FBI Will Upgrade Tipline, Add Staff After Missing Warnings About Parkland School Shooter

Nov 26, 2018

The FBI plans to hire more staff and implement technology upgrades to its public tipline after mishandling two warnings that confessed Parkland killer Nikolas Cruz might shoot up a school.

An FBI director explained the changes in a two-page letter to the state commission investigating the Feb. 14 massacre at Marjory Stoneman Douglas High School in Parkland. The letter was sent in lieu of offering in-person testimony before the commission, as chair and Pinellas County Sheriff Bob Gualtieri requested months ago.

Read more: Four Stoneman Douglas High School Employees Transferred After Parkland Shooting Missteps

The correspondence arrived more than two weeks after FBI officials told Gualtieri it had been sent, further delaying when the panel might be able to consider the information as it prepares a report for state leaders with recommendations about how to prevent and prepare for another school shooting.

The Marjory Stoneman Douglas High School Public Safety Commission is scheduled to meet again Dec. 12-13 in Sunrise before the Jan. 1, 2019, deadline for its report.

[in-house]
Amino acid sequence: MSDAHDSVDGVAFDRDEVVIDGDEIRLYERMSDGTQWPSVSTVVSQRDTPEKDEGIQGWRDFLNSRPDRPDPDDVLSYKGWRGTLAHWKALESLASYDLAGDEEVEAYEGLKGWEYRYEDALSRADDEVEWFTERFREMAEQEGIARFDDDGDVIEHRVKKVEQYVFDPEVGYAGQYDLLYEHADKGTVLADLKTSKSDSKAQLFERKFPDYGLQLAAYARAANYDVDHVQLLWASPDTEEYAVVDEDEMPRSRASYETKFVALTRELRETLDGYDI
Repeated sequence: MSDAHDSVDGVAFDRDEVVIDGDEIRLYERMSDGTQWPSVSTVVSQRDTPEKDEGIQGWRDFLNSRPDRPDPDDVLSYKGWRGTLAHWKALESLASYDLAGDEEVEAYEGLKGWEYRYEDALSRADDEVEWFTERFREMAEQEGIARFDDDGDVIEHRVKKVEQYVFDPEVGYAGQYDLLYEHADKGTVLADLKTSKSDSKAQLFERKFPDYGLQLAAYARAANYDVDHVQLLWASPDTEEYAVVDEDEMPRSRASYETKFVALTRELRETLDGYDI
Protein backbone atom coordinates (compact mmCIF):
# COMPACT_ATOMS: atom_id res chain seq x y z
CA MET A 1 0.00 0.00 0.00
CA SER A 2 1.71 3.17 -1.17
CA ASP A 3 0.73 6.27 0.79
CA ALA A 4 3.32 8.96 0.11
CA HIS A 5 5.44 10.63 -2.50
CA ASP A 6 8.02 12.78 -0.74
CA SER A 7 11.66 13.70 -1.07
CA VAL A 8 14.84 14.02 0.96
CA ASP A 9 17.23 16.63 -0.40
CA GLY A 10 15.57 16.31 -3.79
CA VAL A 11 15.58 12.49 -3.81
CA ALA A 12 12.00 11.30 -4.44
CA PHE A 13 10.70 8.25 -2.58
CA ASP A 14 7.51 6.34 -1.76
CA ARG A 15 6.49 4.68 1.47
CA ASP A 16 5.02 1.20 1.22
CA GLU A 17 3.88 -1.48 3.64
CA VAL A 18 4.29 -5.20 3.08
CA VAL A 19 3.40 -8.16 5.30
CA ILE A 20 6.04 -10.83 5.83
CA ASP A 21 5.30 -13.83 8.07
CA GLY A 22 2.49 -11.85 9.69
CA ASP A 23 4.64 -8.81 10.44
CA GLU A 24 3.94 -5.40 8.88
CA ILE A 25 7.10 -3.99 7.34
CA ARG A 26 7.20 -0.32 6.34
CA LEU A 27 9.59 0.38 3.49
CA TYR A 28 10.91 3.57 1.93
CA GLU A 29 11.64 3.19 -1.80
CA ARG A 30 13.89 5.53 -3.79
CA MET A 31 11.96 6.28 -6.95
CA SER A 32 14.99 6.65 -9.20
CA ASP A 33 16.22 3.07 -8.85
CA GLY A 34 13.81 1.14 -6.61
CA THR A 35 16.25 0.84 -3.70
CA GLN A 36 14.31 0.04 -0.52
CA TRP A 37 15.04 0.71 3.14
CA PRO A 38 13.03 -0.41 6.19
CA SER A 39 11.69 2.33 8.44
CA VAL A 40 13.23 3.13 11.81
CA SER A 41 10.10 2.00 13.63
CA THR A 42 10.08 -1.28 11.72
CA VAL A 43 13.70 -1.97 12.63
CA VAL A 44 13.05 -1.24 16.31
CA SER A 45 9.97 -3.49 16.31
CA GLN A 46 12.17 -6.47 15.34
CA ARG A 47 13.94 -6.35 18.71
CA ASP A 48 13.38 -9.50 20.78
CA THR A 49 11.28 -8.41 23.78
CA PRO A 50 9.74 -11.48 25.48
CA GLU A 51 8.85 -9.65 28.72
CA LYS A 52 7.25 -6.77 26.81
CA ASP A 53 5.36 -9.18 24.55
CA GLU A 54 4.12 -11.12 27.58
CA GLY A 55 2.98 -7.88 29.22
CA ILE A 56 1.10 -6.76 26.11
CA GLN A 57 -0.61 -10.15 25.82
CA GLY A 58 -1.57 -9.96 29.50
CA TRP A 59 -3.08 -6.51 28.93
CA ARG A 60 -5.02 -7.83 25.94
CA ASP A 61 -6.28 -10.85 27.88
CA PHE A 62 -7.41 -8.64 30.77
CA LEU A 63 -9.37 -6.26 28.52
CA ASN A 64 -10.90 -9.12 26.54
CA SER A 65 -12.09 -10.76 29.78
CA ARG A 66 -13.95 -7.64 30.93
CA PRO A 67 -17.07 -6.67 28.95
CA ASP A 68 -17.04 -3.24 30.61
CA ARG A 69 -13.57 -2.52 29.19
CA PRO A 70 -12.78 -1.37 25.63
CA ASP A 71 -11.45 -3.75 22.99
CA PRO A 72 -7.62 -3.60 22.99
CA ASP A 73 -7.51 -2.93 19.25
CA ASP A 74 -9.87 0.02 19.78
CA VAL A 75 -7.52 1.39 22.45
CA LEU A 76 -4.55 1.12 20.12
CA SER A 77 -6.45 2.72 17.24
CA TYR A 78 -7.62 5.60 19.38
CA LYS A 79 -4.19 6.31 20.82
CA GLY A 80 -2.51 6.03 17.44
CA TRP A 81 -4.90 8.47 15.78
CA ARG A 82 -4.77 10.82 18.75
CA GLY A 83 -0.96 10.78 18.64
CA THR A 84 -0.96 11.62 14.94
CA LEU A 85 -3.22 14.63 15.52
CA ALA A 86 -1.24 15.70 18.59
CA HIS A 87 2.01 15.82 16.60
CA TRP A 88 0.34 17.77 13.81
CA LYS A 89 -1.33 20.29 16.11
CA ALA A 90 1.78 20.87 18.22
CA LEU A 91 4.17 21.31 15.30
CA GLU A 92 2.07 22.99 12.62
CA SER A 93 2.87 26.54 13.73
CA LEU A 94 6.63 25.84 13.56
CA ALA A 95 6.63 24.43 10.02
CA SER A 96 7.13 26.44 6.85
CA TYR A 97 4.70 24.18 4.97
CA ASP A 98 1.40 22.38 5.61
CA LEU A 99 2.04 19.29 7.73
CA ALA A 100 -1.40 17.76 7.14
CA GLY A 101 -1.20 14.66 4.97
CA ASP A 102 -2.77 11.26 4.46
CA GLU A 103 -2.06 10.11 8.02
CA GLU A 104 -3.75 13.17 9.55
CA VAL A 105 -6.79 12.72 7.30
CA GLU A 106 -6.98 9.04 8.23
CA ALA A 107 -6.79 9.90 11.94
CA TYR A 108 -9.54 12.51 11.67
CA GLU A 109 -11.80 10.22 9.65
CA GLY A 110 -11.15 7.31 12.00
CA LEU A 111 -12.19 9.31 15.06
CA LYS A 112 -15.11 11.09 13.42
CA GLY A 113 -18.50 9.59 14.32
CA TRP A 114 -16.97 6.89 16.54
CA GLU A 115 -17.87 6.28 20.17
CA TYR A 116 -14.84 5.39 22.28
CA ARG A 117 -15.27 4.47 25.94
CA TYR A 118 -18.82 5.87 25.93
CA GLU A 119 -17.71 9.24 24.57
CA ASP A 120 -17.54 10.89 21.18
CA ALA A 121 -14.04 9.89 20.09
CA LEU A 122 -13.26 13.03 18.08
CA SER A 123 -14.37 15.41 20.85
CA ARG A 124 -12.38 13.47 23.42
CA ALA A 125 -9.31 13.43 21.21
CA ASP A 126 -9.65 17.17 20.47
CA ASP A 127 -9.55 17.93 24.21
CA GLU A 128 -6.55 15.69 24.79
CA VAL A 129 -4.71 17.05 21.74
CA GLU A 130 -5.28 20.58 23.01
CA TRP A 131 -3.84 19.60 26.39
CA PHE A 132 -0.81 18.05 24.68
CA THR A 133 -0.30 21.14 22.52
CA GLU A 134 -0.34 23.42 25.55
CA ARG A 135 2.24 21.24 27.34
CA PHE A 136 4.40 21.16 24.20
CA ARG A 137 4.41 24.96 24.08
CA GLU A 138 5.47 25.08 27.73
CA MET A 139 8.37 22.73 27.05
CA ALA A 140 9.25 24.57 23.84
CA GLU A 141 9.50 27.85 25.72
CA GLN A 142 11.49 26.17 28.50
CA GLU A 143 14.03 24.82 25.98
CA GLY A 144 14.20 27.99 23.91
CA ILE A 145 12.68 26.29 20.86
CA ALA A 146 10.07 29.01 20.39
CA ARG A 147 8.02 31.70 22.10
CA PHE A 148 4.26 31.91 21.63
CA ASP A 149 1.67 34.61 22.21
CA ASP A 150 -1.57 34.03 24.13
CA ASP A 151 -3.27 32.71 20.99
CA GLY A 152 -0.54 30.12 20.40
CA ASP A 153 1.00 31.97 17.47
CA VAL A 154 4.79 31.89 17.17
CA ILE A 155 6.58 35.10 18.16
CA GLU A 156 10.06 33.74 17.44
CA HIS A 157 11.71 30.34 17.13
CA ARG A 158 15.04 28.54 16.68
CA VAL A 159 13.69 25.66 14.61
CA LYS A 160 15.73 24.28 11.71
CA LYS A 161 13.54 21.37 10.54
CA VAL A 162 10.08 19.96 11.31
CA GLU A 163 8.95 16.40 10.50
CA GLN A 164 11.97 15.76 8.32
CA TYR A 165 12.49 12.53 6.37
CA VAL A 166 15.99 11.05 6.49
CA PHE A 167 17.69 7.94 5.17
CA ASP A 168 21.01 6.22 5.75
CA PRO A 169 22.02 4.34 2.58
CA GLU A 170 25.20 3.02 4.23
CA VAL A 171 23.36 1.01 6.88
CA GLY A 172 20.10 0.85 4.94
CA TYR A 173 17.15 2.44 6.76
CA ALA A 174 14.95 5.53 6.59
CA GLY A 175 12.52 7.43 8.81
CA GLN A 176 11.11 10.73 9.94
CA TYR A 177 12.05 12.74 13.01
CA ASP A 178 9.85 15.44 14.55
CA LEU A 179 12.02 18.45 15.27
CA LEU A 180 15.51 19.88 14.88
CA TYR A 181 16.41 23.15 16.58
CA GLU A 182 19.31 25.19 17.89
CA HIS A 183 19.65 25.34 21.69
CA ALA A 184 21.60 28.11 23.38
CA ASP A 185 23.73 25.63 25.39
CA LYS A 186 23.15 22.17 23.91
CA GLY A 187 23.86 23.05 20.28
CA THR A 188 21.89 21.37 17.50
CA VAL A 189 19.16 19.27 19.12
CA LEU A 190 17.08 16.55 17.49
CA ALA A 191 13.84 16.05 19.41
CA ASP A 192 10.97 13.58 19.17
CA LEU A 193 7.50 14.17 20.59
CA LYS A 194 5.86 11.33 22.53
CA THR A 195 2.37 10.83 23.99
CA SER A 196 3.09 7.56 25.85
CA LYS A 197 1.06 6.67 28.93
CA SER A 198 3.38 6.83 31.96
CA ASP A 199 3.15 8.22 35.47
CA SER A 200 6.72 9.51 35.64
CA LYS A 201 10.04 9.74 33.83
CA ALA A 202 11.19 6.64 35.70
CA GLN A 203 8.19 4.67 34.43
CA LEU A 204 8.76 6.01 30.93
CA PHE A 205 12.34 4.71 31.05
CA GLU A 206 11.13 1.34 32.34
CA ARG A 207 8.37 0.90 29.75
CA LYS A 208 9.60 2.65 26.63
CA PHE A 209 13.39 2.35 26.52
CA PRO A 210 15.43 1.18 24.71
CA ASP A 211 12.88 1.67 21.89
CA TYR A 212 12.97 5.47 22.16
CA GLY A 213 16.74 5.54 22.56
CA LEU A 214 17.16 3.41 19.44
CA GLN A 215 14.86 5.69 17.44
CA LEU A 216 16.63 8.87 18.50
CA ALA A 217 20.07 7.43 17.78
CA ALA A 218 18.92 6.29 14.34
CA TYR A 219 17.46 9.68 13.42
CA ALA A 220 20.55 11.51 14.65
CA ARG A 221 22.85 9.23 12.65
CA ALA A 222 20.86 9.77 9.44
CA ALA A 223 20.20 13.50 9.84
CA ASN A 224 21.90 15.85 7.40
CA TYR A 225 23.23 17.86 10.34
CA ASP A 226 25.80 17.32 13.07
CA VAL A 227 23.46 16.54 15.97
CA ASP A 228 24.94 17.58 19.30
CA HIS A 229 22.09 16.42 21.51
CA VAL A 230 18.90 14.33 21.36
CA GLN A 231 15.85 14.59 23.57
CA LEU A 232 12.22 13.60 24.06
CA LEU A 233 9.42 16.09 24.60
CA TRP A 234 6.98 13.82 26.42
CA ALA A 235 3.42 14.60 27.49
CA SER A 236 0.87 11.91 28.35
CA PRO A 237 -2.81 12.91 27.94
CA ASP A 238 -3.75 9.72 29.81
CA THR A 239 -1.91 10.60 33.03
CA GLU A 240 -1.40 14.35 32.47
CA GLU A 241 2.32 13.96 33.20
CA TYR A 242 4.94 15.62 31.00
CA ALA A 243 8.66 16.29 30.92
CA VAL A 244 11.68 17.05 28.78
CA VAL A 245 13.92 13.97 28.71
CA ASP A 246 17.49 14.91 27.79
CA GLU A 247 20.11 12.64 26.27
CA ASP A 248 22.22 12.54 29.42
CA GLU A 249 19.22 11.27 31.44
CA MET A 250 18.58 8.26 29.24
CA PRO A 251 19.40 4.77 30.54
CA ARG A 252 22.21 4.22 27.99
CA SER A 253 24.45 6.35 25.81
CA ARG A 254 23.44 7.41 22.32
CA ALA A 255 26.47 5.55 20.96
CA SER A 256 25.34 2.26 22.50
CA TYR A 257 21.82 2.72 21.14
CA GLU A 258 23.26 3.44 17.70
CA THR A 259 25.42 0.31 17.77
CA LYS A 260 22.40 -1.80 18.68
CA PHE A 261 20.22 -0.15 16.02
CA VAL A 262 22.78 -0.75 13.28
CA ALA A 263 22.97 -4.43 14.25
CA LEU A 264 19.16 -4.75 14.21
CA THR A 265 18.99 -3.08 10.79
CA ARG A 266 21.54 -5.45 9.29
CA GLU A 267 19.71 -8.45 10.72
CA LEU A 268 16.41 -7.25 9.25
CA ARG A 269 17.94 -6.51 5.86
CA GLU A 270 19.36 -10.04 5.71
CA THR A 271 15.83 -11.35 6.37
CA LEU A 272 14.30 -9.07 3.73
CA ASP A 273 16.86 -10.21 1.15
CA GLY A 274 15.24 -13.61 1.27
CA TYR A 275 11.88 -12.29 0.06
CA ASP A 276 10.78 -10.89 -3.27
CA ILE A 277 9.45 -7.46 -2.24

Gualtieri has said he believed the FBI was sending details of an internal investigation into why the federal agency did not properly follow up on the tips.

"I, like the rest of the commission, [am] anxious to know what's in it so we can find out what happened," Gualtieri said earlier this month, referring to the FBI "packet" he was told was in the mail. "Hopefully, we'll get some insight into what happened and decide how to proceed from there."

The letter doesn't get into specifics about the missed tips, which might have helped prevent the killings of 14 students and three staff members at the Broward County public school.

The letter says the FBI is working to reform its Public Access Line, or PAL, through which the agency receives thousands of calls every day. Instead of operating as only a call-intake center, PAL will soon have additional staff who are qualified to analyze and disseminate the information to law enforcement agents "in a timely manner." At least 62 more people will be hired to staff the tipline, according to the letter.

Also, there will be new safeguards in place to make sure any tips that include words referencing threats to human life will be thoroughly reviewed. That includes a new "speech-to-text" technology feature "to identify key threat words used by the caller in the digital transcript of a call."

Read the full letter here: